Davis makes an impactful point in his discussion of antinomies in Scripture: God is one and more than one, Jesus is fully man and fully God, and His kingdom is both already and not yet. Davis used this observation to pivot into his larger point. However, I wonder if Scripture’s use of antinomy could be viewed as the primary point on the creation issue, or at least a significant part.   

If we view the “great divide” between science and theology on this issue through the lens of modern, Western linear logic, the “either/or” dilemma appears insurmountable. However, when viewed through the lens of the “both/and” approach of ancient Near Eastern block logic—which is the worldview held by the ANE author of Genesis—the dilemma wanes. Indeed, this “both/and” ANE perspective of reality is the source of the antinomy we find in Scripture.

Davis says he cannot adopt this perspective of Gen 1 and provides seven points of difficulty. He calls for greater interaction with the views of Jesus, Paul, Yom Echad, and other ancient texts on creation. I am not opposed to greater interaction in these areas. However, it must be noted that they all revolve around ANE thinkers/texts that would have seen reality through the same lens as the author of Genesis. Creation does not need to be constrained to either history or theology but can be understood as both/and. While the “how/when” statements in Genesis might be anachronistically labeled “scientific” in nature, they were ultimately “who/why” statements of theology. ANE thought prioritizes function over form and why over how. I wonder if Davis and others are trying to find a middle ground in a way that is not required by the topic at hand.6

1 This statement obviously presumes that the universe is not past eternal.

2 Kenneth J. Turner, “Teaching Genesis 1 at a Christian College,” in Reading Genesis 1–2: An Evangelical Conversation, ed. J. Daryl Charles (Peabody, MA: Hendrickson Publishers, 2013), 195.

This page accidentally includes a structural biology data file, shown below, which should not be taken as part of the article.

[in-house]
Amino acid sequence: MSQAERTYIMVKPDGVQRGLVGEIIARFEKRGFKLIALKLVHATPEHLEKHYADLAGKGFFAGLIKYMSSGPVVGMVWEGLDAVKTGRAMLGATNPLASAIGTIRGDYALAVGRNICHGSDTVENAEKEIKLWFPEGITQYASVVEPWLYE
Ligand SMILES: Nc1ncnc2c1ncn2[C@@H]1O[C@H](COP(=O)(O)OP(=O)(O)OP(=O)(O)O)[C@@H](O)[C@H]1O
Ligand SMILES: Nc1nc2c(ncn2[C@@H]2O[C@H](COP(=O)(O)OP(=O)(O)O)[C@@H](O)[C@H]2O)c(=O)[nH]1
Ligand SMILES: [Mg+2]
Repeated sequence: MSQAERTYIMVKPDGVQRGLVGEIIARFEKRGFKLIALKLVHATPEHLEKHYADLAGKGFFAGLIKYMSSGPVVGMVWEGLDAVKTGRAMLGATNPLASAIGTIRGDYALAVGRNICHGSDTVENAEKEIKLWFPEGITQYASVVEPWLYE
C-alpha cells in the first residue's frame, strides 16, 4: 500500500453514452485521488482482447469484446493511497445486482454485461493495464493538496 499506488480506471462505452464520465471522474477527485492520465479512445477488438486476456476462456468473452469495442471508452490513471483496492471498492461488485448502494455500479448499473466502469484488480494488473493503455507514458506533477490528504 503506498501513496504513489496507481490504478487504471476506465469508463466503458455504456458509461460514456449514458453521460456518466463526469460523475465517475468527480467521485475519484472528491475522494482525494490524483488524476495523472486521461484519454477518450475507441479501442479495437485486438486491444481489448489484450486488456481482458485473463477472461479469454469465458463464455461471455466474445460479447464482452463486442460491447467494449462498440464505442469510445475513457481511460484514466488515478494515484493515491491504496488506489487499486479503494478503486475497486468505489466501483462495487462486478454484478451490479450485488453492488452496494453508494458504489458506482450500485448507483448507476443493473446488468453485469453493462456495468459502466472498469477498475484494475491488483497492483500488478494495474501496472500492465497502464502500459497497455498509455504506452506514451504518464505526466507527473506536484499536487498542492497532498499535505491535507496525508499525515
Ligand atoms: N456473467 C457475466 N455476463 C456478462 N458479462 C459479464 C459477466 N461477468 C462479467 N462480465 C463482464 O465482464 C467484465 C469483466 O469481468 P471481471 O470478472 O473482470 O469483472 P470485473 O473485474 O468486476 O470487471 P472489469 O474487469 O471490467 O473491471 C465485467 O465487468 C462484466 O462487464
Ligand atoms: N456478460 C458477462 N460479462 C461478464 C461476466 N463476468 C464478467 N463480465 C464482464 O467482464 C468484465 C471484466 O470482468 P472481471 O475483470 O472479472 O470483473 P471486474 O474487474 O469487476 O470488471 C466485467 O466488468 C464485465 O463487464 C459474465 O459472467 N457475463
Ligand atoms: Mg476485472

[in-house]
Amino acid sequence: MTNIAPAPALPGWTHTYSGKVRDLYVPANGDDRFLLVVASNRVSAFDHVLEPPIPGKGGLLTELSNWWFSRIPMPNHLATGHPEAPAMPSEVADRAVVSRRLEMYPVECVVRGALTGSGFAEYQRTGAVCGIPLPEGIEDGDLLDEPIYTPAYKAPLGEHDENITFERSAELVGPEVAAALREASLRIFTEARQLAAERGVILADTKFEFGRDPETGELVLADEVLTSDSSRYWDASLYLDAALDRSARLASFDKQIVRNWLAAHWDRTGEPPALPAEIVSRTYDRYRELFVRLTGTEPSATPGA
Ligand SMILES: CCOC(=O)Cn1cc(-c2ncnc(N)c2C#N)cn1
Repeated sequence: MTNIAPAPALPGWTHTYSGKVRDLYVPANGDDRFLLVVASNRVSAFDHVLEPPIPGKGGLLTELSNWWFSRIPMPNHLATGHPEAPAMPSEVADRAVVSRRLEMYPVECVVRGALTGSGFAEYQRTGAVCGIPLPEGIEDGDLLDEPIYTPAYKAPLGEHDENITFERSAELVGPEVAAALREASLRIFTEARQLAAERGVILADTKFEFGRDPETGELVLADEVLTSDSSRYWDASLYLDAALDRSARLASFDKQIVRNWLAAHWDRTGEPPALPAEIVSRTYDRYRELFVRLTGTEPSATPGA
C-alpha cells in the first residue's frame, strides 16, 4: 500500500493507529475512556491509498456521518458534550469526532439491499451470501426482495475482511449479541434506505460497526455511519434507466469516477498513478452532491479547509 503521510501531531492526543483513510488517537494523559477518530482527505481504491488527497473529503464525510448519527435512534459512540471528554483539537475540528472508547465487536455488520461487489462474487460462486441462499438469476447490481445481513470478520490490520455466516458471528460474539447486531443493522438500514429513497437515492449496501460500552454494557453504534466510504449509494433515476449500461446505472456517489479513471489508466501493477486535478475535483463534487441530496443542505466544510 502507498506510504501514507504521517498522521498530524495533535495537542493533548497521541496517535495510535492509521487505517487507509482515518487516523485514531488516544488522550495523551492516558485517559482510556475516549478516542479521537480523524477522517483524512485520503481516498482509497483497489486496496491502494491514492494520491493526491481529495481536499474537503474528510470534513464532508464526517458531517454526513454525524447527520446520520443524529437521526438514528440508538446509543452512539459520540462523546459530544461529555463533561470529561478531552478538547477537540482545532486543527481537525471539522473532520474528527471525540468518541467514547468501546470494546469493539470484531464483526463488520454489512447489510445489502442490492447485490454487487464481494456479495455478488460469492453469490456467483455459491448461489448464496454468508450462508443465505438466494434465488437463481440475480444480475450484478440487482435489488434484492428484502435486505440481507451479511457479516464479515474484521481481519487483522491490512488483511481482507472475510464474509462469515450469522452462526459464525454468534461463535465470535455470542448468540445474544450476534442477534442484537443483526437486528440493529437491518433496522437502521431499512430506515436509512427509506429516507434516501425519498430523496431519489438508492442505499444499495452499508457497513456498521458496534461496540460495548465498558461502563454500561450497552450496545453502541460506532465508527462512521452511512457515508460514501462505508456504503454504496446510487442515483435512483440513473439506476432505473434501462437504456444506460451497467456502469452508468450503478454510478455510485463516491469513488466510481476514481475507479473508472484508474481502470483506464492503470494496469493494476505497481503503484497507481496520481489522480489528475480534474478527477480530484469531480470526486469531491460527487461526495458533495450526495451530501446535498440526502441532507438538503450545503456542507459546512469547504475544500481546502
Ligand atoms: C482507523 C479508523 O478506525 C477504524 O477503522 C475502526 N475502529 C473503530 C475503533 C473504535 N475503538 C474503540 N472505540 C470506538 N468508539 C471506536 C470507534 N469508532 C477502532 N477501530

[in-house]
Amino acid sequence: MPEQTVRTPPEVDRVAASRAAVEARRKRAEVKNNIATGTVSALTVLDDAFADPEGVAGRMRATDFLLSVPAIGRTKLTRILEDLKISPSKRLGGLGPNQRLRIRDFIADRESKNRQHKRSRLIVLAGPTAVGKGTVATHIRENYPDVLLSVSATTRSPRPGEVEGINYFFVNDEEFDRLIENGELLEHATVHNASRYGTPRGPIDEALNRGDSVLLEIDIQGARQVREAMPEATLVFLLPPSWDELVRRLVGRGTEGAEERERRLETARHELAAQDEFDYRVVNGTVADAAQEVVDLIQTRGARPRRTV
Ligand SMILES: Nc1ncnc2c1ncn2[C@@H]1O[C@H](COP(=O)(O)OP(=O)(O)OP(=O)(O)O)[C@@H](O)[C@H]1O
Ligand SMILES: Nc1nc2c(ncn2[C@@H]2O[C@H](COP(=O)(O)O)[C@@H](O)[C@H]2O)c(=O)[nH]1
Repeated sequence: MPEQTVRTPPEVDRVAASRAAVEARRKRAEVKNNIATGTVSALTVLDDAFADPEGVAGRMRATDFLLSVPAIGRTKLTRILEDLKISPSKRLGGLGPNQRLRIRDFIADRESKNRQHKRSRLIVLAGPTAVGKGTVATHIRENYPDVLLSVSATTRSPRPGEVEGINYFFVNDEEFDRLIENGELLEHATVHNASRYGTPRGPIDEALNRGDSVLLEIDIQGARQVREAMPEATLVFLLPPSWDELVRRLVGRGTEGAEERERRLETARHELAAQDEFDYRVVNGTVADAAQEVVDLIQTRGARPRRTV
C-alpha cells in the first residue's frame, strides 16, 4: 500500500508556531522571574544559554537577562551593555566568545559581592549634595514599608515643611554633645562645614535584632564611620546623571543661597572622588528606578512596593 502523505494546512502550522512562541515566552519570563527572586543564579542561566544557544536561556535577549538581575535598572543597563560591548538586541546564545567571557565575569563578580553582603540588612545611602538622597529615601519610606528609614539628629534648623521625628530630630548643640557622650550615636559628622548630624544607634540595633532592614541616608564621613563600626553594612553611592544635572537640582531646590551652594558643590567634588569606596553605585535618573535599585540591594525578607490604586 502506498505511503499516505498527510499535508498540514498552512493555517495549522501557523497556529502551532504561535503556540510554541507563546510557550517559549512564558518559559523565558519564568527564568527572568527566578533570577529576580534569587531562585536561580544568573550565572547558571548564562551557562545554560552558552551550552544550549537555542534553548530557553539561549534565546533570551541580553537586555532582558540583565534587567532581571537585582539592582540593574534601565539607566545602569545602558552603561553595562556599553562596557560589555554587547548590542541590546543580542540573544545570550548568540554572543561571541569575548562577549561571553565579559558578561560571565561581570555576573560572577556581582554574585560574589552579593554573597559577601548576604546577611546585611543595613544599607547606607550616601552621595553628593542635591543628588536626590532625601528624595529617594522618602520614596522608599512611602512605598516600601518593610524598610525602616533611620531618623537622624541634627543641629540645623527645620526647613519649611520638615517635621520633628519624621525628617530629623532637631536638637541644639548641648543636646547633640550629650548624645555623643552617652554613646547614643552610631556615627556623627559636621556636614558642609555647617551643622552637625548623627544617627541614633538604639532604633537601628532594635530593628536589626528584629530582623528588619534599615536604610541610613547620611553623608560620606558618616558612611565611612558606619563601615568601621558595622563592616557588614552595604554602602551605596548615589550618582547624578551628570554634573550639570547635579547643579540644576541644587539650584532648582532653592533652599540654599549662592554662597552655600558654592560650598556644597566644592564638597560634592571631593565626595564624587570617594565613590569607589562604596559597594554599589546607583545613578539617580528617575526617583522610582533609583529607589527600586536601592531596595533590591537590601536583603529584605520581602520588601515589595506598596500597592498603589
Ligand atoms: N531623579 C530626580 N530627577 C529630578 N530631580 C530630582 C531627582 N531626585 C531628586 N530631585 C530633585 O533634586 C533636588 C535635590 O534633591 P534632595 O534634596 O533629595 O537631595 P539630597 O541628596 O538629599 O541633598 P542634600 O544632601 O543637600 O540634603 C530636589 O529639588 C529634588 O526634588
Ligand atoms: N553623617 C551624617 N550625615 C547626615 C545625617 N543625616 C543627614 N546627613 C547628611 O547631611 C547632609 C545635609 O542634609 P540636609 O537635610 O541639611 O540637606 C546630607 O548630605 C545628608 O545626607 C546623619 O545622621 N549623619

3 Ibid., 192.

4 Jud Davis, “Unresolved Major Questions: Evangelicals and Genesis 1–2,” in Reading Genesis 1–2: An Evangelical Conversation, ed. J. Daryl Charles (Peabody, MA: Hendrickson Publishers, 2013), 209.

5 Ibid., 208.

6 I should note that I reject Darwin’s theory of macroevolution outright, not just based on the Bible but also because of modern scientific discoveries such as the human genome and the recent work being done in ID by scientists like James Tour and Stephen C. Meyer.

2 thoughts on “Genesis v. Science

  1. Anonymous

    Great post. A rational, theocentric, and non-belligerent article about origins! A rare treat.

    I had to look up block logic – quite enlightening. Gotta agree this seems to be the root of Scriptural antinomies.

    Are we to follow the Bible without adopting the it’s thinking? Of course not!
    So if we utilize this thinking when we approach origins . . .of course it takes some of the urgency and “fire” out of the discussion.

    Lord, help me to read your word and evaluate my life with the Hebrew (biblical) mindset.

  2. Anonymous

    So does evolution of humans work in a biblical world view or not

What do you think?